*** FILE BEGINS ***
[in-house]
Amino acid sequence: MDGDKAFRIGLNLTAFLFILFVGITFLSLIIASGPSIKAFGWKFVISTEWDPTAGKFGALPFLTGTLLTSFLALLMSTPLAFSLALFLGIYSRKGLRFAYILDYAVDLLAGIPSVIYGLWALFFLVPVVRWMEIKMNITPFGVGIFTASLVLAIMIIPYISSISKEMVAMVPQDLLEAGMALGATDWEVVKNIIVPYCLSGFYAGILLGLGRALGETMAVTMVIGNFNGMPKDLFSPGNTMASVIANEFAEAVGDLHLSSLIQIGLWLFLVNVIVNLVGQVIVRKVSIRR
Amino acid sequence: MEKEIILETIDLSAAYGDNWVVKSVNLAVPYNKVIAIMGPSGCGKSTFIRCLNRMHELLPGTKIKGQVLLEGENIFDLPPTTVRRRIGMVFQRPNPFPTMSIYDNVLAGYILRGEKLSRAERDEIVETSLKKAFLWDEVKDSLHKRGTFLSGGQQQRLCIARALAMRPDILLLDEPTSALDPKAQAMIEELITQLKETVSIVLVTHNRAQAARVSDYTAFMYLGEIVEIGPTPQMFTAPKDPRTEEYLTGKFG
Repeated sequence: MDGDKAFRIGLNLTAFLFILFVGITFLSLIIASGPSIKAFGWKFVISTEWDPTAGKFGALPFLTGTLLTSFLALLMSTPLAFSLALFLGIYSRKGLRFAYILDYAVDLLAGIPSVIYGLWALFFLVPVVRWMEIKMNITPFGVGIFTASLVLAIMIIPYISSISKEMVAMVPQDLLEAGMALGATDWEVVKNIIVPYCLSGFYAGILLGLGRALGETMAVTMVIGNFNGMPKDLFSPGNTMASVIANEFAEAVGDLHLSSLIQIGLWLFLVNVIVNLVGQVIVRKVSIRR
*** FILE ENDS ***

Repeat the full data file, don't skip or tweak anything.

[in-house]
Amino acid sequence: MDGDKAFRIGLNLTAFLFILFVGITFLSLIIASGPSIKAFGWKFVISTEWDPTAGKFGALPFLTGTLLTSFLALLMSTPLAFSLALFLGIYSRKGLRFAYILDYAVDLLAGIPSVIYGLWALFFLVPVVRWMEIKMNITPFGVGIFTASLVLAIMIIPYISSISKEMVAMVPQDLLEAGMALGATDWEVVKNIIVPYCLSGFYAGILLGLGRALGETMAVTMVIGNFNGMPKDLFSPGNTMASVIANEFAEAVGDLHLSSLIQIGLWLFLVNVIVNLVGQVIVRKVSIRR
Amino acid sequence: MEKEIILETIDLSAAYGDNWVVKSVNLAVPYNKVIAIMGPSGCGKSTFIRCLNRMHELLPGTKIKGQVLLEGENIFDLPPTTVRRRIGMVFQRPNPFPTMSIYDNVLAGYILRGEKLSRAERDEIVETSLKKAFLWDEVKDSLHKRGTFLSGGQQQRLCIARALAMRPDILLLDEPTSALDPKAQAMIEELITQLKETVSIVLVTHNRAQAARVSDYTAFMYLGEIVEIGPTPQMFTAPKDPRTEEYLTGKFG
Repeated sequence: MDGDKAFRIGLNLTAFLFILFVGITFLSLIIASGPSIKAFGWKFVISTEWDPTAGKFGALPFLTGTLLTSFLALLMSTPLAFSLALFLGIYSRKGLRFAYILDYAVDLLAGIPSVIYGLWALFFLVPVVRWMEIKMNITPFGVGIFTASLVLAIMIIPYISSISKEMVAMVPQDLLEAGMALGATDWEVVKNIIVPYCLSGFYAGILLGLGRALGETMAVTMVIGNFNGMPKDLFSPGNTMASVIANEFAEAVGDLHLSSLIQIGLWLFLVNVIVNLVGQVIVRKVSIRR